This poses the question: is NFC actually a strategy to institute a system whereby all communications (especially financial communications) can be tracked (by institutions that don't have your best interests in mind).
12  Bitcoin / Bitcoin Discussion / Bitcoin on Freedom Watch on: February 16, 2012, 04:30:16 AM
Bitcoin was featured again tonight on Freedom Watch with Judge Napalitano on the Fox Business Channel.
13  Alternate cryptocurrencies / Altcoin Discussion / A better Namecoin on: February 12, 2012, 06:17:37 AM
If no one implements this, I will.  I post it here in the hopes someone else will beat me to it (I've sat on it for a while because I had hopes that I could implement it myself, but alas, there is too much work and too little time).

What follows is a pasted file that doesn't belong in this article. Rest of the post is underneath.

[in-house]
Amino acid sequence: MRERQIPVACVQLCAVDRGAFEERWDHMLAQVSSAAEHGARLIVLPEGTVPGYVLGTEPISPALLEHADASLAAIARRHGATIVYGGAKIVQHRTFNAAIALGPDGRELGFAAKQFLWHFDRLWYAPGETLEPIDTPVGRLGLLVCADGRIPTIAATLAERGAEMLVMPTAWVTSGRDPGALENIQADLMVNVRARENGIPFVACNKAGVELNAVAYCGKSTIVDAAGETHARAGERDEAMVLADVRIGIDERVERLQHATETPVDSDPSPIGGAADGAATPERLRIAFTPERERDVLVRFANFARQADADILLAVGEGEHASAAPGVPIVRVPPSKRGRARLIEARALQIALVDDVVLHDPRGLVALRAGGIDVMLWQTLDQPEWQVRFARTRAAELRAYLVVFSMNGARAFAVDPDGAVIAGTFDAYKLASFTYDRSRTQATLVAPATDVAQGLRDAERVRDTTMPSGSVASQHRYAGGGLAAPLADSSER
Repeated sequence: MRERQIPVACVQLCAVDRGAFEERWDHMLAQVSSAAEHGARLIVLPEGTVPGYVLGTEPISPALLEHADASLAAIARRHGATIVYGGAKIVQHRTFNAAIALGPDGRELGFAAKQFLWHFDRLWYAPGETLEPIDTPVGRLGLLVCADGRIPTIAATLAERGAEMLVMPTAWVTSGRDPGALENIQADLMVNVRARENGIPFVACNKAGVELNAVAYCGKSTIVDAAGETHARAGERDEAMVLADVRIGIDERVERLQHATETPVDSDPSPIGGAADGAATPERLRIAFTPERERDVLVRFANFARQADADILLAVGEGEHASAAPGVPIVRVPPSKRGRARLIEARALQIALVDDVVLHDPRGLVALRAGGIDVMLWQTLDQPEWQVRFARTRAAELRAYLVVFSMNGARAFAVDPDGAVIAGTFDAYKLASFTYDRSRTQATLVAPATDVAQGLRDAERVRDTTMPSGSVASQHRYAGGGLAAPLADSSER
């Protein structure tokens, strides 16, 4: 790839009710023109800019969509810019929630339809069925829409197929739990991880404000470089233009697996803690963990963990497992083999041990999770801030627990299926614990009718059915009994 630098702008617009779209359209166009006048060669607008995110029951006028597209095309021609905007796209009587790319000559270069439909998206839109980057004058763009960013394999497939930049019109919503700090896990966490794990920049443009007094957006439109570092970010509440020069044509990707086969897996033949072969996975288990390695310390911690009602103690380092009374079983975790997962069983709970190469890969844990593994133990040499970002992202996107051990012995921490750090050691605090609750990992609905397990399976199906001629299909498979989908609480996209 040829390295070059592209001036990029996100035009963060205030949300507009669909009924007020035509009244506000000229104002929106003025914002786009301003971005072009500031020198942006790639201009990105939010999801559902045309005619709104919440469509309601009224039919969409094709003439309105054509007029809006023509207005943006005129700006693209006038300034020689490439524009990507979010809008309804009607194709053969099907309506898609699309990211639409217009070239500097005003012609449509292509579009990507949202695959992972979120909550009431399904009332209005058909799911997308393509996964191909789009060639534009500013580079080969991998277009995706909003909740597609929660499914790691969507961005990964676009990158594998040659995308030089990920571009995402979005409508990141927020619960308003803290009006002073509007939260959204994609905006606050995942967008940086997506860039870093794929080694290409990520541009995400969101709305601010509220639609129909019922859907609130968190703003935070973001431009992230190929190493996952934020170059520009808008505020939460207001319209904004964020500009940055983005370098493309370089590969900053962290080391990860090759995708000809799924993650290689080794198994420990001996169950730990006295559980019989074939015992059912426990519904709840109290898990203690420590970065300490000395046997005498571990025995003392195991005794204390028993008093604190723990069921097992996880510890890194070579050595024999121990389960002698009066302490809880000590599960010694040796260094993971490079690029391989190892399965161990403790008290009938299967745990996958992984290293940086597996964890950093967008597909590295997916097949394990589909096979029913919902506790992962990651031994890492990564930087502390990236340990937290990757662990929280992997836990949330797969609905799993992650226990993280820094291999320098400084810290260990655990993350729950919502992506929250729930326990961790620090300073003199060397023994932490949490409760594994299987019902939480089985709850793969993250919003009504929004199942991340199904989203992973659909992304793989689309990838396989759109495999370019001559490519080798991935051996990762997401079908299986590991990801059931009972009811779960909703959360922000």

I think the whole namecoin idea is flawed.  They've implemented a separate currency to trade for domain names.  However, as CommitCoin has demonstrated, it's possible timestamp any document using the bitcoin block chain.  If you further establish a depth first, left right rule regarding the merkle tree of transactions, then it's possible to establish a community agreed upon ordering of arbitrary documents.  These documents could be anything, including contracts for the initial claim of a domain name and the subsequent transfer of those domain names.

I think that should be all the clue anyone needs to implement a better namecoin system.
14  Bitcoin / Development & Technical Discussion / Proposal for future script engine upgrades on: February 03, 2012, 02:45:57 PM